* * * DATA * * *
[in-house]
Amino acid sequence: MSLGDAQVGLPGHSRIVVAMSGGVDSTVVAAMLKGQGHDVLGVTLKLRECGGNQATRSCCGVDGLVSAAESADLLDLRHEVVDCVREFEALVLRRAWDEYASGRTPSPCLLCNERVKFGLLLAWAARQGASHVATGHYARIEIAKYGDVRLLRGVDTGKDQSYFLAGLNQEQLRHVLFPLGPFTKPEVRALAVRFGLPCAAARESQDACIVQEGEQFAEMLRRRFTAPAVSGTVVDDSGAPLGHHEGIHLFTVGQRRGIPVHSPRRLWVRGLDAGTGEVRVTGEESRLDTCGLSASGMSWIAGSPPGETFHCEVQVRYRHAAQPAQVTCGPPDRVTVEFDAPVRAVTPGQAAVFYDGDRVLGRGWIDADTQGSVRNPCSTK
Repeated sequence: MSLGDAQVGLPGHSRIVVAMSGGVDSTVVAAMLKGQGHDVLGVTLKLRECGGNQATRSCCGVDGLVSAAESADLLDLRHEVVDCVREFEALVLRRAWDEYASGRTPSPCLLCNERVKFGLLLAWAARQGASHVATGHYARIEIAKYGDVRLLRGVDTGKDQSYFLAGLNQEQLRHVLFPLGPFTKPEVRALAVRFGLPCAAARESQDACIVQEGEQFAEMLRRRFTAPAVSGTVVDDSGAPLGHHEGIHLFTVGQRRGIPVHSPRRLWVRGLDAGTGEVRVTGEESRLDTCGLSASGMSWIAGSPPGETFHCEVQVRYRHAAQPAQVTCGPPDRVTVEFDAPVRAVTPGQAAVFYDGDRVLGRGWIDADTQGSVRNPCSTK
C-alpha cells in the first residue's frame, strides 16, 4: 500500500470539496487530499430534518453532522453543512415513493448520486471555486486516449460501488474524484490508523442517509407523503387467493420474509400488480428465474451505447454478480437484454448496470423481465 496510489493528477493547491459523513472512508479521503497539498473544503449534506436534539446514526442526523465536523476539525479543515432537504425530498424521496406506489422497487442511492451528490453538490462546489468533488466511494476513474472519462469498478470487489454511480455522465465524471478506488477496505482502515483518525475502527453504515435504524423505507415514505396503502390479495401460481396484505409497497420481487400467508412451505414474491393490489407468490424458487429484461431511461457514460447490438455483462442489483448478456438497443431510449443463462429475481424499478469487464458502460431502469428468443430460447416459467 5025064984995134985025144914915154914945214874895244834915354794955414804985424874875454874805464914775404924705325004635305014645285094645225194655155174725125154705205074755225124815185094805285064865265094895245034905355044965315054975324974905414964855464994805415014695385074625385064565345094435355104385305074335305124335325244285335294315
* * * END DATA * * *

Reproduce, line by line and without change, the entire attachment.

[in-house]
Amino acid sequence: MSLGDAQVGLPGHSRIVVAMSGGVDSTVVAAMLKGQGHDVLGVTLKLRECGGNQATRSCCGVDGLVSAAESADLLDLRHEVVDCVREFEALVLRRAWDEYASGRTPSPCLLCNERVKFGLLLAWAARQGASHVATGHYARIEIAKYGDVRLLRGVDTGKDQSYFLAGLNQEQLRHVLFPLGPFTKPEVRALAVRFGLPCAAARESQDACIVQEGEQFAEMLRRRFTAPAVSGTVVDDSGAPLGHHEGIHLFTVGQRRGIPVHSPRRLWVRGLDAGTGEVRVTGEESRLDTCGLSASGMSWIAGSPPGETFHCEVQVRYRHAAQPAQVTCGPPDRVTVEFDAPVRAVTPGQAAVFYDGDRVLGRGWIDADTQGSVRNPCSTK
Repeated sequence: MSLGDAQVGLPGHSRIVVAMSGGVDSTVVAAMLKGQGHDVLGVTLKLRECGGNQATRSCCGVDGLVSAAESADLLDLRHEVVDCVREFEALVLRRAWDEYASGRTPSPCLLCNERVKFGLLLAWAARQGASHVATGHYARIEIAKYGDVRLLRGVDTGKDQSYFLAGLNQEQLRHVLFPLGPFTKPEVRALAVRFGLPCAAARESQDACIVQEGEQFAEMLRRRFTAPAVSGTVVDDSGAPLGHHEGIHLFTVGQRRGIPVHSPRRLWVRGLDAGTGEVRVTGEESRLDTCGLSASGMSWIAGSPPGETFHCEVQVRYRHAAQPAQVTCGPPDRVTVEFDAPVRAVTPGQAAVFYDGDRVLGRGWIDADTQGSVRNPCSTK
C-alpha cells in the first residue's frame, strides 16, 4: 500500500470539496487530499430534518453532522453543512415513493448520486471555486486516449460501488474524484490508523442517509407523503387467493420474509400488480428465474451505447454478480437484454448496470423481465 496510489493528477493547491459523513472512508479521503497539498473544503449534506436534539446514526442526523465536523476539525479543515432537504425530498424521496406506489422497487442511492451528490453538490462546489468533488466511494476513474472519462469498478470487489454511480455522465465524471478506488477496505482502515483518525475502527453504515435504524423505507415514505396503502390479495401460481396484505409497497420481487400467508412451505414474491393490489407468490424458487429484461431511461457514460447490438455483462442489483448478456438497443431510449443463462429475481424499478469487464458502460431502469428468443430460447416459467 5025064984995134985025144914915154914945214874895244834915354794955414804985424874875454874805464914775404924705325004635305014645285094645225194655155174725125154705205074755225124815185094805285064865265094895245034905355044965315054975324974905414964855464994805415014695385074625385064565345094435355104385305074335305124335325244285335294315